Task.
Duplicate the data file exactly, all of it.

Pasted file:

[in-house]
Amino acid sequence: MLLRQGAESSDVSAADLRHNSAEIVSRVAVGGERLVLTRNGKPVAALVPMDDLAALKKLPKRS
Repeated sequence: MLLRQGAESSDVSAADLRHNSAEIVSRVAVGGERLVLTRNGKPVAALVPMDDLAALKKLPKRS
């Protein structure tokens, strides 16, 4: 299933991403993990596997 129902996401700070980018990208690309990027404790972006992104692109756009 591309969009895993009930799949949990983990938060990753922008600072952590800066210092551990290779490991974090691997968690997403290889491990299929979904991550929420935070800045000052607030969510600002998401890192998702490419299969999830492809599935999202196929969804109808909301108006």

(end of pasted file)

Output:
[in-house]
Amino acid sequence: MLLRQGAESSDVSAADLRHNSAEIVSRVAVGGERLVLTRNGKPVAALVPMDDLAALKKLPKRS
Repeated sequence: MLLRQGAESSDVSAADLRHNSAEIVSRVAVGGERLVLTRNGKPVAALVPMDDLAALKKLPKRS
């Protein structure tokens, strides 16, 4: 299933991403993990596997 129902996401700070980018990208690309990027404790972006992104692109756009 591309969009895993009930799949949990983990938060990753922008600072952590800066210092551990290779490991974090691997968690997403290889491990299929979904991550929420935070800045000052607030969510600002998401890192998702490419299969999830492809599935999202196929969804109808909301108006």